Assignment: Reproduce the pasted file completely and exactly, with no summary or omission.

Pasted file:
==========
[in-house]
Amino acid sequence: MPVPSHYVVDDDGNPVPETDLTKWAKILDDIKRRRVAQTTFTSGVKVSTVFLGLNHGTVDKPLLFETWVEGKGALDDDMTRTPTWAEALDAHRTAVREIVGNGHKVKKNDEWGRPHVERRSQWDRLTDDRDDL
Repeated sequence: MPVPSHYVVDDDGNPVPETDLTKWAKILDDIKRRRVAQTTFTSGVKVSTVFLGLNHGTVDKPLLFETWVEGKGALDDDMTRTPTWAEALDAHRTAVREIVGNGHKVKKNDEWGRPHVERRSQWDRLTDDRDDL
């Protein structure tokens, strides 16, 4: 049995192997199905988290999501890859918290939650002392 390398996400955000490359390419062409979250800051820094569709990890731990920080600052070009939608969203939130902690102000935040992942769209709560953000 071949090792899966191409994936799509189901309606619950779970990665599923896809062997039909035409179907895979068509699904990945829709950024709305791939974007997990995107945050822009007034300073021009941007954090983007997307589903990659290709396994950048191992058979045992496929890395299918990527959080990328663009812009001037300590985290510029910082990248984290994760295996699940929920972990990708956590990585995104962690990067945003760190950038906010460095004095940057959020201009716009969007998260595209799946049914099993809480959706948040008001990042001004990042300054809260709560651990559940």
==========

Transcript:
[in-house]
Amino acid sequence: MPVPSHYVVDDDGNPVPETDLTKWAKILDDIKRRRVAQTTFTSGVKVSTVFLGLNHGTVDKPLLFETWVEGKGALDDDMTRTPTWAEALDAHRTAVREIVGNGHKVKKNDEWGRPHVERRSQWDRLTDDRDDL
Repeated sequence: MPVPSHYVVDDDGNPVPETDLTKWAKILDDIKRRRVAQTTFTSGVKVSTVFLGLNHGTVDKPLLFETWVEGKGALDDDMTRTPTWAEALDAHRTAVREIVGNGHKVKKNDEWGRPHVERRSQWDRLTDDRDDL
């Protein structure tokens, strides 16, 4: 049995192997199905988290999501890859918290939650002392 390398996400955000490359390419062409979250800051820094569709990890731990920080600052070009939608969203939130902690102000935040992942769209709560953000 071949090792899966191409994936799509189901309606619950779970990665599923896809062997039909035409179907895979068509699904990945829709950024709305791939974007997990995107945050822009007034300073021009941007954090983007997307589903990659290709396994950048191992058979045992496929890395299918990527959080990328663009812009001037300590985290510029910082990248984290994760295996699940929920972990990708956590990585995104962690990067945003760190950038906010460095004095940057959020201009716009969007998260595209799946049914099993809480959706948040008001990042001004990042300054809260709560651990559940």